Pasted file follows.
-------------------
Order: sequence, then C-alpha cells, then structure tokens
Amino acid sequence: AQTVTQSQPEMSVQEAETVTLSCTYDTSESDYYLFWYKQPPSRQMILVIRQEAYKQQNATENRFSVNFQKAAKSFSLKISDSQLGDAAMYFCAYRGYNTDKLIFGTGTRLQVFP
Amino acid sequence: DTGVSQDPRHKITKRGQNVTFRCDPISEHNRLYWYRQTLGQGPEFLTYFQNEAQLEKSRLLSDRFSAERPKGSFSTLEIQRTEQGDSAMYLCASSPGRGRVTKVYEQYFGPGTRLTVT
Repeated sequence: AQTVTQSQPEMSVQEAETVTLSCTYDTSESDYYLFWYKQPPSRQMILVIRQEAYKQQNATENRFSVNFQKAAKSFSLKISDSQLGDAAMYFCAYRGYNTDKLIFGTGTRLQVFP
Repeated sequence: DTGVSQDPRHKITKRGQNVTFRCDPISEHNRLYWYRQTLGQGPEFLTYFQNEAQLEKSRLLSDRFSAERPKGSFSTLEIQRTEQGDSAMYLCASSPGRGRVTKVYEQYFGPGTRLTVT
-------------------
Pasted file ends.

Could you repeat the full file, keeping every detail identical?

Order: sequence, then C-alpha cells, then structure tokens
Amino acid sequence: AQTVTQSQPEMSVQEAETVTLSCTYDTSESDYYLFWYKQPPSRQMILVIRQEAYKQQNATENRFSVNFQKAAKSFSLKISDSQLGDAAMYFCAYRGYNTDKLIFGTGTRLQVFP
Amino acid sequence: DTGVSQDPRHKITKRGQNVTFRCDPISEHNRLYWYRQTLGQGPEFLTYFQNEAQLEKSRLLSDRFSAERPKGSFSTLEIQRTEQGDSAMYLCASSPGRGRVTKVYEQYFGPGTRLTVT
Repeated sequence: AQTVTQSQPEMSVQEAETVTLSCTYDTSESDYYLFWYKQPPSRQMILVIRQEAYKQQNATENRFSVNFQKAAKSFSLKISDSQLGDAAMYFCAYRGYNTDKLIFGTGTRLQVFP
Repeated sequence: DTGVSQDPRHKITKRGQNVTFRCDPISEHNRLYWYRQTLGQGPEFLTYFQNEAQLEKSRLLSDRFSAERPKGSFSTLEIQRTEQGDSAMYLCASSPGRGRVTKVYEQYFGPGTRLTVT